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HATTIESBURG — Hunter Riggins pitched four seasons, including one shortened by COVID, at Delta State. He blew away Division II competition, winning 27 games and losing only 12 for the perennial powerhouse Statesmen.
Still, you had to wonder how Riggins would fare after entering the NCAA transfer portal and moving on to Division I Southern Miss to play his last season of eligibility.
Well, wonder no more.
In four starts for the Golden Eagles, Riggins has treated D-I competition like Little Leaguers. Numbers? He has allowed two earned runs over 26 innings. His earned run average: a miserly 0.69. He has struck out 17 batters, walked but three. His record is 3-1, but it could just as easily be perfect. The one loss came last weekend against formidable Dallas Baptist when Riggins allowed just one run and Southern Miss was shut out.
Riggins’ best performance to date was a 5-0, complete game shutout on the road against Louisiana-Lafayette. Riggins, a strapping 6-foot, 3-inch, 200-pounder, needed only 100 pitches and seemed as strong in the ninth inning as he had in the first.
You should know that none of that is a shock to Mike Kinnison, the Delta State baseball legend who recruited Riggins out of Hernando High School five years ago.
“Doesn’t surprise me at all,” Kinnison, now the Delta State athletic director, said Wednesday morning. “Hunter knows how to pitch. He’s going to use both sides of the plate. He’s going to change speeds. He’s going to throw strikes. He’s going to get people out.”
Riggins tops out at 94 mph on the radar gun but is more often around 90-92 mph. He commands four pitches: fastball, slider, curve and changeup. Often, he pitches to contact. Often, that contact is a weak ground ball or popup.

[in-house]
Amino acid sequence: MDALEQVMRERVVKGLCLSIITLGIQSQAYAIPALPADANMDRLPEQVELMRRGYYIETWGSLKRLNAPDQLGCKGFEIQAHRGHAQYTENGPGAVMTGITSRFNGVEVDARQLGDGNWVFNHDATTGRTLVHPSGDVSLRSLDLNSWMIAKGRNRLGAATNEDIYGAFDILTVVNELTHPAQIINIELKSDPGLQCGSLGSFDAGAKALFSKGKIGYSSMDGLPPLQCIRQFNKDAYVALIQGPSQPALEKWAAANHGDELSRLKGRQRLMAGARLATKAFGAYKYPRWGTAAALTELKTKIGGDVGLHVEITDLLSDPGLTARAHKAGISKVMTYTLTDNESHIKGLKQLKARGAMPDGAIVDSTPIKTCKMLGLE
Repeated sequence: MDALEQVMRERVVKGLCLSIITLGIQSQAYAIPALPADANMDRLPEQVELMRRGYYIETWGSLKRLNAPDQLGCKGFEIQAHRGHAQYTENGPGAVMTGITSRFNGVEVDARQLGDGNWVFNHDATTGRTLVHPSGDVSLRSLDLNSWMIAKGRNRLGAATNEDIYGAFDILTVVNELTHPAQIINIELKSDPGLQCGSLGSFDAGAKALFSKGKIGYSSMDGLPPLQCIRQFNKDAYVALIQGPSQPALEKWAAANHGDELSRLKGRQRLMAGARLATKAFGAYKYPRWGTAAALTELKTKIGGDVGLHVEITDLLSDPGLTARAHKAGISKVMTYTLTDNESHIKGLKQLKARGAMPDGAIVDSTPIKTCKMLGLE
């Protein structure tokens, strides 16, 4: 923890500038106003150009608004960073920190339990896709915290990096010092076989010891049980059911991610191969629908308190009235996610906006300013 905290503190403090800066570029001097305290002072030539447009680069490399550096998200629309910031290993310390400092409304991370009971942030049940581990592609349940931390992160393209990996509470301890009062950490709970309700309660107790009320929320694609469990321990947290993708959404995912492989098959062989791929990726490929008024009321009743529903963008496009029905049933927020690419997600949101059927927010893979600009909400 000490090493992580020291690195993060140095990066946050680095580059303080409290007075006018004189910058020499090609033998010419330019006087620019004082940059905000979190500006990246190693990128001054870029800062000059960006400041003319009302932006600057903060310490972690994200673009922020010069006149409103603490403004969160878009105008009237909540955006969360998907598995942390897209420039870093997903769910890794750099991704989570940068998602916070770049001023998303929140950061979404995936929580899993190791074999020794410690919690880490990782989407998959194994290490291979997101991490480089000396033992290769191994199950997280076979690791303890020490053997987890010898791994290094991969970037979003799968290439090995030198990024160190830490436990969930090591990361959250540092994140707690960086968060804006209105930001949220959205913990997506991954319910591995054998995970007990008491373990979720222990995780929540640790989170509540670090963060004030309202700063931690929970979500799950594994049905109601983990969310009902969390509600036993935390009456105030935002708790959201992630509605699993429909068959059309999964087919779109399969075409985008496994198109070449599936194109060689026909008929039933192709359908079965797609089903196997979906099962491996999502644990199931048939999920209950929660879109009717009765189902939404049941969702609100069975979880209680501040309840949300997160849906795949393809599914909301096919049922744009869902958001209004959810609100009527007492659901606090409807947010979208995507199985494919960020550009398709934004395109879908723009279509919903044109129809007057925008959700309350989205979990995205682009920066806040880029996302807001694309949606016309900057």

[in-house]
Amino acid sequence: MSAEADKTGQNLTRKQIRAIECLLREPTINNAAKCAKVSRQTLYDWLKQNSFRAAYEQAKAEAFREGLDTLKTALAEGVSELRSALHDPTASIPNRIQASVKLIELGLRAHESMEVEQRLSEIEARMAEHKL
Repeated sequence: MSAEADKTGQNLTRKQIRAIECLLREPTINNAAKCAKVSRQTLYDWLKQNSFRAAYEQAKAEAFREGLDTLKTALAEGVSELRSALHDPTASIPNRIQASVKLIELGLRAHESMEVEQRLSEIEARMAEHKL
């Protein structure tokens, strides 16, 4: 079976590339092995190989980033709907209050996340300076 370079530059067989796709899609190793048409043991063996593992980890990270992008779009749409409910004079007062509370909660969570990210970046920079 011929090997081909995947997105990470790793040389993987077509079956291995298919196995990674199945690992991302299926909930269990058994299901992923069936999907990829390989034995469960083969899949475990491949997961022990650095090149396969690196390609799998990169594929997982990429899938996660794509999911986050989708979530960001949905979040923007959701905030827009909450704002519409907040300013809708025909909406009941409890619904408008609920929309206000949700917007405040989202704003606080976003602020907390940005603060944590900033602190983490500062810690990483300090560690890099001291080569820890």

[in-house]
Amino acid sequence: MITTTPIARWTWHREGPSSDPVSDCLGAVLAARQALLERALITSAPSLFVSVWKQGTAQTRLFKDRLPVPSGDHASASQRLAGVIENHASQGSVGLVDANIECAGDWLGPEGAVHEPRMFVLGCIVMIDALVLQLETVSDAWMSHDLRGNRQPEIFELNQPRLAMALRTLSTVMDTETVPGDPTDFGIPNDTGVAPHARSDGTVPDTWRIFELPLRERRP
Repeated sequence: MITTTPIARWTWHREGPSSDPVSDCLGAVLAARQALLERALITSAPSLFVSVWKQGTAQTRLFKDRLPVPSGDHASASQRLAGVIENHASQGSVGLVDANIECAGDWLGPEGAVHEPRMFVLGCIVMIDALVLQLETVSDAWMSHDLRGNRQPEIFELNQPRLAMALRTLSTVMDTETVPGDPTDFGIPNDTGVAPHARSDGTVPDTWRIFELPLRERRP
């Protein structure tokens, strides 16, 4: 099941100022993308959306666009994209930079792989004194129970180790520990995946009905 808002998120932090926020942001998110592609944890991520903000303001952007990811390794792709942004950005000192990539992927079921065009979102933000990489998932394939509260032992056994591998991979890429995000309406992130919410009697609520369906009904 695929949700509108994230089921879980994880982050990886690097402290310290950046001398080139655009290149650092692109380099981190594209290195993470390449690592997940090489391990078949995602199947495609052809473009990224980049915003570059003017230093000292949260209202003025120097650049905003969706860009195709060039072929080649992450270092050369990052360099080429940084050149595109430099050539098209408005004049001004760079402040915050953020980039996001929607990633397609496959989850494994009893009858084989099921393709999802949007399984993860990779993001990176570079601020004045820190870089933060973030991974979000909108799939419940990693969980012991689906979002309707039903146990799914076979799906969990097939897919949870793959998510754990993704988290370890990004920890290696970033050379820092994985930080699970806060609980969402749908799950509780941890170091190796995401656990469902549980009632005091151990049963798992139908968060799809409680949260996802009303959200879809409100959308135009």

Kinnison says he sees similarities between Riggins and Jeremy McClain, another pitcher Kinnison coached back in the late 1990s and the surely best pitcher in Delta State’s remarkable baseball history. McClain, now the athletic director at Southern Miss, finished 15-0 for the Statesmen in 1999. He holds numerous Delta State career records, including innings pitched, victories and strikeouts.
“I was chasing all his records at Delta State,” Riggins said of McClain.
There are other Delta State-to-Southern Miss baseball connections. Christian Ostrander, the Southern Miss associate head coach and pitching coach, once pitched and then coached pitchers for Kinnison at DSU. Ostrander and current Delta State coach Rodney Batts were Statesmen teammates. When Ostrander left Kinnison’s staff, Batts took his place. The two remain close friends.
So you might think there would be some hurt feelings where Riggins’ move to Southern Miss is concerned. You would be correct in one respect: Delta State surely did not want to lose Riggins. Would you? But once Riggins entered the NCAA transfer portal and was headed elsewhere, Batts and Kinnison apparently were not sad to see him land with Ostrander at Southern Miss.
Says Ostrander, “I knew all about Hunter Riggins back to his high school days. We certainly weren’t actively looking at him while he was at Delta State but once he entered the portal, well, let’s put it this way: Once you’re in the portal you are in it. We knew he was going somewhere. The first thing I did was call Rodney (Batts) and tell him we wanted to talk to Hunter and gauge his interest. Obviously, Rodney was not happy about losing him, and I understand that.